WASHINGTON (AP) —African Americans in the South are shunning city life for the suburbs at the highest levels in decades, rapidly integrating large metropolitan areas that were historically divided between inner-city blacks and suburban whites.
“All of this will shake up the politics,” said Lance deHaven-Smith, a political science professor at Florida State University in Tallahassee. Because the South is a critical region for Republicans in presidential elections, “all the Democrats have to do is pick up a couple Southern states and Republicans are in trouble.”
The share of blacks in large metropolitan areas who opted to live in the suburbs climbed to 58 percent in the South, compared to 41 percent for the rest of the U.S., according to census estimates. That's up from 52 percent in 2000 and represents the highest share of suburban blacks in the South since the Civil Rights Act passed in the 1960s.
The South also had major gains in neighborhood integration between blacks and whites. Thirty-two of the region's 38 largest metro areas made such gains since 2000, according to a commonly used demographic index. The measure, known as the segregation index, tracks the degree to which racial groups are evenly spread among neighborhoods. Topping the list were rapidly diversifying metros in central Florida, as well in Georgia, Texas and Tennessee.
Census figures also show that Hispanics contributed more to population gains than blacks in 13 of the 16 Southern states over the last decade, compared with seven states for Hispanics from 1990-2000. It was a clear sign of the shift underway for a region in which African Americans have been the dominant minority group dating back to slavery.
In all, Hispanics accounted for roughly 45 percent of population gains in the South over the last decade, compared with about 22 percent for whites and 19 percent for blacks.
“It's clear that black growth continues to locate in the suburban South, leading to declines in their historic segregation,” said William Frey, a demographer at Brookings Institution who did a broad analysis of the census data. “This new dispersed growth of blacks, coupled with the new waves of Hispanic growth, are changing the region's longstanding ‘black-white’ image and heralding the beginning of a more diverse region.”
The latest race figures offer a hint of some of the coming political wrangling in fast-growing parts of the South, where Hispanic immigration, as well as an influx of blacks from the North, two minority groups which tend to lean Democratic, have the potential to shift historic voting trends.
Next year, the South will be the site for the GOP National Convention in Tampa and the Democratic National Convention in Charlotte, N.C., both states Obama carried in 2008 due partly to a large minority turnout. Both Charlotte and Tampa last year became cities in which whites now make up less than 50 percent of the population.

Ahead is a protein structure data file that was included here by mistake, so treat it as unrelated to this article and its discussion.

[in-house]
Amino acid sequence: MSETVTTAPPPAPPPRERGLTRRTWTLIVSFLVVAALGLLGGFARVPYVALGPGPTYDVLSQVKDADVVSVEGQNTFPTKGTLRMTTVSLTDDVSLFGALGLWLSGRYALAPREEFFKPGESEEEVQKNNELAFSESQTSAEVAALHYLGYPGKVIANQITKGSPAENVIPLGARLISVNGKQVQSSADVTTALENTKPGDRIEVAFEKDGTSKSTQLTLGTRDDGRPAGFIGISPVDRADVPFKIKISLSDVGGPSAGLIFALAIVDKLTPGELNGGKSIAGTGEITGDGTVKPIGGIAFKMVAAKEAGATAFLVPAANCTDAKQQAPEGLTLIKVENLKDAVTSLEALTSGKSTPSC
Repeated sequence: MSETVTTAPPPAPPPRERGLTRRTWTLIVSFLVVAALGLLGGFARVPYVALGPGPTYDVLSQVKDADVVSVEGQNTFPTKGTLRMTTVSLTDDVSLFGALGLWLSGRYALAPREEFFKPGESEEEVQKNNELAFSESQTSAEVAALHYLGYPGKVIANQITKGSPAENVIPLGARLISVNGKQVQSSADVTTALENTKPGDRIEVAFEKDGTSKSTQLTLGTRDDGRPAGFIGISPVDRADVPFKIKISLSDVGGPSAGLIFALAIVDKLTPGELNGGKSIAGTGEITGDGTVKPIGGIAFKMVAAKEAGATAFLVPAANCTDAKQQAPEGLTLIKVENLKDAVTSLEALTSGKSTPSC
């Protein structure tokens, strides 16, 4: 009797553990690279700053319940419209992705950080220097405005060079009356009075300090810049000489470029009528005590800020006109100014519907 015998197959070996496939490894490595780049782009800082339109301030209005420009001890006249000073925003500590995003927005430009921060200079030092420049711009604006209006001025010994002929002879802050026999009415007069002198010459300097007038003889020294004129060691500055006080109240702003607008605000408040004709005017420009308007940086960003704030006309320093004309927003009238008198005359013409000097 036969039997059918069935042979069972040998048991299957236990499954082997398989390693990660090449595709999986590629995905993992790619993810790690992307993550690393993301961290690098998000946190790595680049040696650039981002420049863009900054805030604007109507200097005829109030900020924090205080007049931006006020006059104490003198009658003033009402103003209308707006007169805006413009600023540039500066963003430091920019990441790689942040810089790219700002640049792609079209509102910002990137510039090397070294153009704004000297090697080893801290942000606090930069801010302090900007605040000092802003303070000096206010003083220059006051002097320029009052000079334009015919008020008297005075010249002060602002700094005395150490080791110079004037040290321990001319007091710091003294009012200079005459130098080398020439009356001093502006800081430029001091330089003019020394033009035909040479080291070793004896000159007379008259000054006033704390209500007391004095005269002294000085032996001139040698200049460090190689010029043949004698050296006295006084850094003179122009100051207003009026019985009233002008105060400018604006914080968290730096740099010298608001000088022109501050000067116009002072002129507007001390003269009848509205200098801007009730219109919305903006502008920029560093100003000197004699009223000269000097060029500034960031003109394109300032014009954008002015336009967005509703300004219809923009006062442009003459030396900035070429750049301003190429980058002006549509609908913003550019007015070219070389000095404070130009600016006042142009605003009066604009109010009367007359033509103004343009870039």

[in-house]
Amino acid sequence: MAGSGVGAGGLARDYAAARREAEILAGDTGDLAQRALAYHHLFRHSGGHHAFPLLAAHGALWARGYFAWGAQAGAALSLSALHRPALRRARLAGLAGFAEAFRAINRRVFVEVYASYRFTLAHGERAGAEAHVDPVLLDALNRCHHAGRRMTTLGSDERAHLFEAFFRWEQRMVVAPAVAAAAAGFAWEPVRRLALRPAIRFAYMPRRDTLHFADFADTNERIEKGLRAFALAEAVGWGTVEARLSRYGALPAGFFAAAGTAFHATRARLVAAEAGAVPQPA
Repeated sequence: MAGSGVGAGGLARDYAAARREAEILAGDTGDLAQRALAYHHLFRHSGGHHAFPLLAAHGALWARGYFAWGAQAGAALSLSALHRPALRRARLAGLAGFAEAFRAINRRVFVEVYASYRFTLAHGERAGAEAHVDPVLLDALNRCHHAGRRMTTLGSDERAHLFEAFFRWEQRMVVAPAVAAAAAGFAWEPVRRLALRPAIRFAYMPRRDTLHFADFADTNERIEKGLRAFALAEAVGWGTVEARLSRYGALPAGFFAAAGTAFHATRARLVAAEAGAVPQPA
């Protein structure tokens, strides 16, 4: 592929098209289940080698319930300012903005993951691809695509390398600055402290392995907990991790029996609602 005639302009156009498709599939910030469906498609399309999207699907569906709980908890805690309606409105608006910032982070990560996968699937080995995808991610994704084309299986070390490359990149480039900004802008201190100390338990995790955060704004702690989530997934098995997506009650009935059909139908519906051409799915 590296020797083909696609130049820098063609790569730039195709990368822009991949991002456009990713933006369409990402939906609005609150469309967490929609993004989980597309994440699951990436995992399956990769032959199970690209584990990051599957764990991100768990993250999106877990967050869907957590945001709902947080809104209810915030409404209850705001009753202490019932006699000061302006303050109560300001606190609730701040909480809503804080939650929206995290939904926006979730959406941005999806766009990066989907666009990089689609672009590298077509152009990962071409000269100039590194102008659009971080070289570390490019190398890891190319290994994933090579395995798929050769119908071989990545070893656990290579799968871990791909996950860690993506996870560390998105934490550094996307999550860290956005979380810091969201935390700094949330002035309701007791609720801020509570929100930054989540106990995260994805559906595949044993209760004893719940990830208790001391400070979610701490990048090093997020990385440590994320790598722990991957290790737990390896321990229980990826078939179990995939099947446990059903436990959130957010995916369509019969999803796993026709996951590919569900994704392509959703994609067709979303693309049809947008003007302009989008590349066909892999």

- In the South, white children in Maryland and Mississippi became a numerical minority for the first time this past decade, joining Texas and the District of Columbia; Florida and Georgia are expected to follow.
- Metropolitan areas in the South showing some of the biggest advances in black-white residential integration included Tampa, Orlando and Lakeland in central Florida; Atlanta; Louisville, Ky.; and Houston.
- The South is the second most racially and ethnically diverse U.S. region after the West. Roughly 61 percent of its population is white, 19 percent black and 15 percent Hispanic. That's compared with a national breakdown of 65 percent white, roughly 12 percent black and 16 percent Hispanic.
DeHaven-Smith said the higher levels of black residential integration could make it harder for states to maintain majority black districts when they redraw political boundaries in the coming months. He also noted Florida’s demographic changes, with the central part of the state now becoming a presidential battleground due to an influx of non-Cuban Hispanics who are turning the Republican-leaning area more Democratic.
Florida will pick up two new House seats – which will mean two more electoral college votes beginning in 2012 – based on its population growth over the last decade.
“It's a narrowly balanced, very polarized state, with the shifts occurring mostly in central Florida,” deHaven-Smith said.
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